I first walked along the coast, passing the spectacular sea stack of the Old Man of Hoy, before heading uphill to St. John's Head. This is one of the highest sea cliffs in Scotland.
The cliffs of Hoy, domain of fulmars (Video: Aaron Watson)
I left the coastal cliffs behind and headed across country to the distinctive domed summit of Cuilags, the second highest point in Orkney after nearby Ward Hill.
View from the summit plateau of Cuilags (Photo: Aaron Watson)
Cairns made by walkers on the summit of Cuilags appear to be set on top of earlier and more consolidated mounds. I do wonder if this was originally a cemetery of prehistoric cairns (Photo: Aaron Watson)
Another possible prehistoric mound underlying a walkers cairn on Cuilags (Photo: Aaron Watson)
Together, the group of possible cairns on Cuilags are located to be visible on the skyline from the core areas of Neolithic Orkney, including monuments such as the Ring of Brodgar.
Curious erosion patterns in stone can be found across the summit of Cuilags. They resemble the geometric patterning of some prehistoric rock art (Photo: Aaron Watson)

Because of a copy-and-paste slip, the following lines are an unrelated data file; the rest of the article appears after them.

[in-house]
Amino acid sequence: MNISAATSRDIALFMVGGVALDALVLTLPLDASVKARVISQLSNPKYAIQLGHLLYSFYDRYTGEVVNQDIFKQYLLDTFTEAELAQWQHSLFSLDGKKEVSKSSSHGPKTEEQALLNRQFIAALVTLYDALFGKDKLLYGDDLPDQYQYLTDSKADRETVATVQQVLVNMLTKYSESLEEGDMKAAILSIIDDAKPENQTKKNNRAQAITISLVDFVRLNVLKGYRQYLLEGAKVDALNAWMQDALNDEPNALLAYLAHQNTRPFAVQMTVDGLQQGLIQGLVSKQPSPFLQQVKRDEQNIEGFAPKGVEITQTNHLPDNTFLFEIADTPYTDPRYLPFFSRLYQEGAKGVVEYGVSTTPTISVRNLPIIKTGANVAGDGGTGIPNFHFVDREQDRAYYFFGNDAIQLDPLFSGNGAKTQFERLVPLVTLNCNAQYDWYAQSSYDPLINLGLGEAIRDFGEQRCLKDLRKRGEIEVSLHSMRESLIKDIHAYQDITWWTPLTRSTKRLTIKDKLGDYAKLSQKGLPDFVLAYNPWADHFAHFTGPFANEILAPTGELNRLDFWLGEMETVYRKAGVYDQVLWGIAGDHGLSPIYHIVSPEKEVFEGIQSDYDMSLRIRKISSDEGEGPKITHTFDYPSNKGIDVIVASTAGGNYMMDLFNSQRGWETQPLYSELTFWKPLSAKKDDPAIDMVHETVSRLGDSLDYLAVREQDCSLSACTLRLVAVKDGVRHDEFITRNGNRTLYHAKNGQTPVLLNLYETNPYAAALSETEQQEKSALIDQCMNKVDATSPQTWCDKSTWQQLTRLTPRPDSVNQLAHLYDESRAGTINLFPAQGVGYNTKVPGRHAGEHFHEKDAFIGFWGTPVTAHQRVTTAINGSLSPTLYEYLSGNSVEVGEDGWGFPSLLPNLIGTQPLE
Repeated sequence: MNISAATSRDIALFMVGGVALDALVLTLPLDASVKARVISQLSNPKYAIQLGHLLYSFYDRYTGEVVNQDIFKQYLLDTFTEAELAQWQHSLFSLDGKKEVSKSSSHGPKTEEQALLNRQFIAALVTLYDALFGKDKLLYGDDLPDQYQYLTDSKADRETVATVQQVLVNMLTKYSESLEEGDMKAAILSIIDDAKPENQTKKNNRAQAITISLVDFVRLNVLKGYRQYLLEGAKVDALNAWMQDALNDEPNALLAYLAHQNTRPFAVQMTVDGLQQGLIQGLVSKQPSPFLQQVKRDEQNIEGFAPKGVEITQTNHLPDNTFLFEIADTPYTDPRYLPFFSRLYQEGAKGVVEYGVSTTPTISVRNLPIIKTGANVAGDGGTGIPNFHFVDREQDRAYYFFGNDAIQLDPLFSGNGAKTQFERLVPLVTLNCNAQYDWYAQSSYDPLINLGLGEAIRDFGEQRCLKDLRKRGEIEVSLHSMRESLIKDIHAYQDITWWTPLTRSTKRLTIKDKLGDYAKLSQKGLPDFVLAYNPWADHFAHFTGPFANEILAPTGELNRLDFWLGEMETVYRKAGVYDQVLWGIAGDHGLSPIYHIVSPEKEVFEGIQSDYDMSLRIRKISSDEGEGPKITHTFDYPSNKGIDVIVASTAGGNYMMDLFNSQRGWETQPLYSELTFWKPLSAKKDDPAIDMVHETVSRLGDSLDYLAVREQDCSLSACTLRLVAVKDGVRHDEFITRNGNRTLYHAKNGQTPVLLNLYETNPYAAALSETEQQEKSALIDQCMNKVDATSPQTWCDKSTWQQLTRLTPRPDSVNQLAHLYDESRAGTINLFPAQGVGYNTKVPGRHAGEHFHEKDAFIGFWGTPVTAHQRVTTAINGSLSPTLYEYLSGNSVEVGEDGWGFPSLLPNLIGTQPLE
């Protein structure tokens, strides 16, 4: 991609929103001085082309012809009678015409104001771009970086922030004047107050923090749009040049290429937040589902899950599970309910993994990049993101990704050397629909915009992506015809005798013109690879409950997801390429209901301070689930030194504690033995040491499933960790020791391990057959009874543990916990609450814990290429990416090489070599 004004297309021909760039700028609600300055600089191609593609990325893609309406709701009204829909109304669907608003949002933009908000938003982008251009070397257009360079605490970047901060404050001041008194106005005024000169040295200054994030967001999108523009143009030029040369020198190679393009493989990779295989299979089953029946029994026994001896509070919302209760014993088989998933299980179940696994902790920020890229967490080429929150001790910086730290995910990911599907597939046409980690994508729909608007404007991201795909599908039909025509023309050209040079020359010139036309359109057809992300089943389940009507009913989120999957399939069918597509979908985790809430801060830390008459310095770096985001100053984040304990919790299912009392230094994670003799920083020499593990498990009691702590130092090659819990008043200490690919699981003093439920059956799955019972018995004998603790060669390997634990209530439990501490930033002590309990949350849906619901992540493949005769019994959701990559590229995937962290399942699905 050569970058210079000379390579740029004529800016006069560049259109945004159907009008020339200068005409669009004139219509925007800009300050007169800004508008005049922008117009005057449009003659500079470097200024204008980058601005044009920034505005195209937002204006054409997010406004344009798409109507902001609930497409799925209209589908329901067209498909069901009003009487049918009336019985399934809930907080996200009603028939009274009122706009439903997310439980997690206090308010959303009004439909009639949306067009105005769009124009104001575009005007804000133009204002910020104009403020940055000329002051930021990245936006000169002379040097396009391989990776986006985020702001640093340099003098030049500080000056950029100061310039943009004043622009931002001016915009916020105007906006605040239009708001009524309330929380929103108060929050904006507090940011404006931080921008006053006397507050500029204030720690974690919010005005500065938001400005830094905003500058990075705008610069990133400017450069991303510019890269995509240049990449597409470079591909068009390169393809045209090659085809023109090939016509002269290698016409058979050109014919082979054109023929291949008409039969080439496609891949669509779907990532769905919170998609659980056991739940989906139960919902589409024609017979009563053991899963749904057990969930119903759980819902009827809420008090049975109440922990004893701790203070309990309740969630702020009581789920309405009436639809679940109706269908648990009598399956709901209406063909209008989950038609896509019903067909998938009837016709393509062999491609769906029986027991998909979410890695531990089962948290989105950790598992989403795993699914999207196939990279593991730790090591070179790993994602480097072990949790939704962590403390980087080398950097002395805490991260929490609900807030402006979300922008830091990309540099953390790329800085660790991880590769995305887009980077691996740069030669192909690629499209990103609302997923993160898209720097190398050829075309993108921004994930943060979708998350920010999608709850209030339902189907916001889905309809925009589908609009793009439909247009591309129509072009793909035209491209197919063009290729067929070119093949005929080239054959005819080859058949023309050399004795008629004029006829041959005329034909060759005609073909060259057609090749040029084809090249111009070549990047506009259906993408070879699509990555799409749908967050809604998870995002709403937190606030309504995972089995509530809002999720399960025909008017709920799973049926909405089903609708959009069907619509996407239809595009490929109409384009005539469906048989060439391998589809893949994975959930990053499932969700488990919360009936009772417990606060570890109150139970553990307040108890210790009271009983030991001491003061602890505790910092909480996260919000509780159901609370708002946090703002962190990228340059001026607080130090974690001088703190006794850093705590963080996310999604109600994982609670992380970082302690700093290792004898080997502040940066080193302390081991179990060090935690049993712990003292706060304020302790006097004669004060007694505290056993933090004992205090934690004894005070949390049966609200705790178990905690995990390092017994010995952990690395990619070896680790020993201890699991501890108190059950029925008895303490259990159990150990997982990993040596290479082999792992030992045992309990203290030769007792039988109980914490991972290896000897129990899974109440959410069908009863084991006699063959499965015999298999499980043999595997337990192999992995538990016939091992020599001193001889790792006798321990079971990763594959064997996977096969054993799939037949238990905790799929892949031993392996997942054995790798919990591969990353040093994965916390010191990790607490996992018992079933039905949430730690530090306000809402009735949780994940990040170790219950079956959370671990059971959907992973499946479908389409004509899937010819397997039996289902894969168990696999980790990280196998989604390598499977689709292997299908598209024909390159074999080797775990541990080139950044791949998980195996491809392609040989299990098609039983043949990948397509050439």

Stripes of stone on Cuilags, most likely the result of ice repeatedly freezing and thawing (Photo: Aaron Watson)
If prehistoric people visited the uplands of Hoy, they too would have encountered these features in the landscape. I wonder how they might have understood these patterns in stone?
Inquisitive mountain hare (Photo: Aaron Watson)
Inquisitive great skua — a.k.a bonxie (Photo: Aaron Watson)
Panoramic views above Rackwick with the summits Cuilags, on the left, and Ward Hill in the distance (Photo: Aaron Watson)
A distant view of the Dwarfie Hamars cliffs which define one side of the basin containing the Dwarfie Stane, just visible in the centre (Photo: Aaron Watson)